Some big thinkers have gotten their reputation for bigness by saying things are not the way people think they are. For example: Socrates said everything we think might be the definition of “courage” is wrong, but he proposed no alternative, better definition. Others (Kant, Nagarjuna, the Upanishads, the pseudo-Dionysus) have done their work by saying no as well.
A worry I’ve always had is — what’s the difference between negating a sentence and affirming a sentence? Why should it be deep? Take a simple case: I have written an integer from one to three on a paper and not shown it to you. If you ask “Is it 2” and I say “No” you have learned that it’s either 1 or 3. If you asked “Is it 1 or 3” and I said “Yes” you would have learned exactly the same thing. So in this case negation and affirmation supply precisely the same information.
Why then do thinkers like Socrates et. al. seem deep?
Imagine a different game. I have told you that I have hidden a pawn on a chessboard which you do not see. If you ask me “Is it on square A1” and I say “No” it might seem that I have told you the same as if I had affirmed the pawn is on one of the other 63 squares of the chessboard.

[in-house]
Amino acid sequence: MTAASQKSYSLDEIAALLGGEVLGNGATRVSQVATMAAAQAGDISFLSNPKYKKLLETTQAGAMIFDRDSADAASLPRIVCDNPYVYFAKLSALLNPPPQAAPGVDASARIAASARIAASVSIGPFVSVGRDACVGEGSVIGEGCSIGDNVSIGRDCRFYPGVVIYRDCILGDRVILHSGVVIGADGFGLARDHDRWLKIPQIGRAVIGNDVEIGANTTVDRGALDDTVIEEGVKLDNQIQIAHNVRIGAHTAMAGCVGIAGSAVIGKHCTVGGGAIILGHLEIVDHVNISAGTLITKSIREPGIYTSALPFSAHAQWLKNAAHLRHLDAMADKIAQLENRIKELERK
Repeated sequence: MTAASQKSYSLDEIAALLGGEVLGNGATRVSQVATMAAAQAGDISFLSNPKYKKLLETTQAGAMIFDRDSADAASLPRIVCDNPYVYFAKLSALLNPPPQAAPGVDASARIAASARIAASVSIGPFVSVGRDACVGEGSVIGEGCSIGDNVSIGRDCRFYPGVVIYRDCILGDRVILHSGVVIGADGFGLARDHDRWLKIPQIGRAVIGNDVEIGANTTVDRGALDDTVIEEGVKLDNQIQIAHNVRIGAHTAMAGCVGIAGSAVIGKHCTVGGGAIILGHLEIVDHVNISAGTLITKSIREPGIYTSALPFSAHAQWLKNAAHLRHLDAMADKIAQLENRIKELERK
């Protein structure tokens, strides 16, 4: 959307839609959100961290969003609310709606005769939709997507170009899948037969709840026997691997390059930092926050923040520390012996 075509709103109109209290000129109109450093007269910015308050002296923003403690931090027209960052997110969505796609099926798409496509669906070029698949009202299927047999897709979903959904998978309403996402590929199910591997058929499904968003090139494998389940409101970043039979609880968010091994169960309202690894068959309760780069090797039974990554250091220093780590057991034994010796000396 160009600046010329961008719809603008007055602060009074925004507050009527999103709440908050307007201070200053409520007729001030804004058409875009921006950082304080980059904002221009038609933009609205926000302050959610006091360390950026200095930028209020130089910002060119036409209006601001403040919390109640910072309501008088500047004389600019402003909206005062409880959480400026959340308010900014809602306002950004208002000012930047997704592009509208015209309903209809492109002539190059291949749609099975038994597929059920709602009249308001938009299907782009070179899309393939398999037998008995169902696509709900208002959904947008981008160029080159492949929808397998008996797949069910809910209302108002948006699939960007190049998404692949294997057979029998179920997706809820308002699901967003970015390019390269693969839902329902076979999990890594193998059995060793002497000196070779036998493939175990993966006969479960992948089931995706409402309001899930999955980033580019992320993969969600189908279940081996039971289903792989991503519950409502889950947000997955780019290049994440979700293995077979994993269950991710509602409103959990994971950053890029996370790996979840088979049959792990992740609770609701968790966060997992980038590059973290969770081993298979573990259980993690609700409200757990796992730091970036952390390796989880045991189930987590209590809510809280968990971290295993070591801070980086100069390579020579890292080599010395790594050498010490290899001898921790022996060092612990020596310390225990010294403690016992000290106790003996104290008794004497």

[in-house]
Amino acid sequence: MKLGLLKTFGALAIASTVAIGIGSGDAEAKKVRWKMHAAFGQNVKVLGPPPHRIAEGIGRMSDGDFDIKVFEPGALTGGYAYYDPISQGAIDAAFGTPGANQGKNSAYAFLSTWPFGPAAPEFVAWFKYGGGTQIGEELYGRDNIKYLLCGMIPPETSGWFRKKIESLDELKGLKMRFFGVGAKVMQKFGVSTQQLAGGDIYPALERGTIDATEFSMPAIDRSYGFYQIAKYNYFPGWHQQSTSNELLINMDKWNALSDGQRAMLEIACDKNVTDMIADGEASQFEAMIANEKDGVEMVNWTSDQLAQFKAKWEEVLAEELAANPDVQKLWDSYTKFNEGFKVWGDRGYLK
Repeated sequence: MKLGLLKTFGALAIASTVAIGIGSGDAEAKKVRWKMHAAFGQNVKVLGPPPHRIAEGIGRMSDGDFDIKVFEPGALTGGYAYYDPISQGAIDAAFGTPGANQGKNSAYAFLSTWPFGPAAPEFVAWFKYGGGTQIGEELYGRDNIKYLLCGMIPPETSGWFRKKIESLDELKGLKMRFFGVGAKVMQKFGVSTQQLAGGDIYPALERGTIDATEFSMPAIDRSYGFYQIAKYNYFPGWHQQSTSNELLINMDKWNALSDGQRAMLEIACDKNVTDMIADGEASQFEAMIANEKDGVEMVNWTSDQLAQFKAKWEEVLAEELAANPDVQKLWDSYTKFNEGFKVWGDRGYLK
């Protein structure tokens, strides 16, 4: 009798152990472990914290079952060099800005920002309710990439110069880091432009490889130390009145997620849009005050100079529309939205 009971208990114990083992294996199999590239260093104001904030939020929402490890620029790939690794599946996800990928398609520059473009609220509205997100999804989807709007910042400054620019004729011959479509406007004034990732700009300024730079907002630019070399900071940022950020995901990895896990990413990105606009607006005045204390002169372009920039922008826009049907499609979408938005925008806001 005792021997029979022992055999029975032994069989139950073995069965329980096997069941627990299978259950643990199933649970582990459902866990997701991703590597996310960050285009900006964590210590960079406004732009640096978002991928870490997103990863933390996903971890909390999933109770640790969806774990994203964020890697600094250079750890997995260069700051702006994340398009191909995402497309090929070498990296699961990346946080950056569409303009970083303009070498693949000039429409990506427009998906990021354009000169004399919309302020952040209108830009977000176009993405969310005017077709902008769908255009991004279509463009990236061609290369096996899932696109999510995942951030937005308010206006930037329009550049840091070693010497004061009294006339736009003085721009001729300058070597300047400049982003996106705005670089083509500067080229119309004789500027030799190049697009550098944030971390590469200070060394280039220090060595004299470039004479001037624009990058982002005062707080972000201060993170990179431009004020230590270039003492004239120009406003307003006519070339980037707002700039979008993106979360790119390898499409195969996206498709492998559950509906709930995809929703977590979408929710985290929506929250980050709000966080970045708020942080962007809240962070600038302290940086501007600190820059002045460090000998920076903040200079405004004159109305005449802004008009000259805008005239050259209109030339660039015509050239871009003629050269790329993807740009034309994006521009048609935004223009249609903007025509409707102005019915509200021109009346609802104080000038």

However that’s not true. In fact, in this example, it is a very, very tiny pawn and I have placed it on the black line that separates square A1 from square A2.
Negation may negate our accustomed categories in other words and point towards a solution that we have not imagined yet. You assumed in this case that the pawn hidden on the chessboard had to be on one of the 64 squares. But you were wrong to do so. The negation of your guess — A1 — was correct. But the affirmation that you thought was logically equivalent to it — it is on one of the other 63 squares — was also incorrect.
Of course if the negator offers us literally no help at all at imagining these other possibilities he is not so helpful. But he’s still right.